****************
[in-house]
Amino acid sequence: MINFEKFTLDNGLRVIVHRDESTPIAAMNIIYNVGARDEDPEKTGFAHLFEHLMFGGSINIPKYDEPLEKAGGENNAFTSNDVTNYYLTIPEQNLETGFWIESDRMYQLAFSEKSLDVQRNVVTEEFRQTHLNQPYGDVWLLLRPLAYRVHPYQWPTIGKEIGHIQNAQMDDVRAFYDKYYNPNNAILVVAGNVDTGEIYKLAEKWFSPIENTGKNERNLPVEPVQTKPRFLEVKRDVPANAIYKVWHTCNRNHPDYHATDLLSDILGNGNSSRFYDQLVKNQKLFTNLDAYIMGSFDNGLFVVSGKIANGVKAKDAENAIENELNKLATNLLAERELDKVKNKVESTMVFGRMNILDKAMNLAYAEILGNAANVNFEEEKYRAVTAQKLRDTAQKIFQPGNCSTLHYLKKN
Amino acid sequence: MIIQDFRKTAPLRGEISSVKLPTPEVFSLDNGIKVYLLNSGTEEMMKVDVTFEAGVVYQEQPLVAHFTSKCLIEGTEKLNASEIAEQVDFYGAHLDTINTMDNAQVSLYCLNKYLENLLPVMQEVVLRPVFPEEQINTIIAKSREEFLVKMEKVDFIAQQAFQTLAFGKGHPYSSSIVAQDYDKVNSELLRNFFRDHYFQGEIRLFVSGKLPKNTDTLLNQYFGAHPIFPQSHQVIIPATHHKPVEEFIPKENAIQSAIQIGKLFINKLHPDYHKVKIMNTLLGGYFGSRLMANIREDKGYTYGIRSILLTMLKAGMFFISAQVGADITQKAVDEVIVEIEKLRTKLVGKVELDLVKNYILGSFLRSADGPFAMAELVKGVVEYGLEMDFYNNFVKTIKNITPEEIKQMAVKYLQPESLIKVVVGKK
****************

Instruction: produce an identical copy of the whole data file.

[in-house]
Amino acid sequence: MINFEKFTLDNGLRVIVHRDESTPIAAMNIIYNVGARDEDPEKTGFAHLFEHLMFGGSINIPKYDEPLEKAGGENNAFTSNDVTNYYLTIPEQNLETGFWIESDRMYQLAFSEKSLDVQRNVVTEEFRQTHLNQPYGDVWLLLRPLAYRVHPYQWPTIGKEIGHIQNAQMDDVRAFYDKYYNPNNAILVVAGNVDTGEIYKLAEKWFSPIENTGKNERNLPVEPVQTKPRFLEVKRDVPANAIYKVWHTCNRNHPDYHATDLLSDILGNGNSSRFYDQLVKNQKLFTNLDAYIMGSFDNGLFVVSGKIANGVKAKDAENAIENELNKLATNLLAERELDKVKNKVESTMVFGRMNILDKAMNLAYAEILGNAANVNFEEEKYRAVTAQKLRDTAQKIFQPGNCSTLHYLKKN
Amino acid sequence: MIIQDFRKTAPLRGEISSVKLPTPEVFSLDNGIKVYLLNSGTEEMMKVDVTFEAGVVYQEQPLVAHFTSKCLIEGTEKLNASEIAEQVDFYGAHLDTINTMDNAQVSLYCLNKYLENLLPVMQEVVLRPVFPEEQINTIIAKSREEFLVKMEKVDFIAQQAFQTLAFGKGHPYSSSIVAQDYDKVNSELLRNFFRDHYFQGEIRLFVSGKLPKNTDTLLNQYFGAHPIFPQSHQVIIPATHHKPVEEFIPKENAIQSAIQIGKLFINKLHPDYHKVKIMNTLLGGYFGSRLMANIREDKGYTYGIRSILLTMLKAGMFFISAQVGADITQKAVDEVIVEIEKLRTKLVGKVELDLVKNYILGSFLRSADGPFAMAELVKGVVEYGLEMDFYNNFVKTIKNITPEEIKQMAVKYLQPESLIKVVVGKK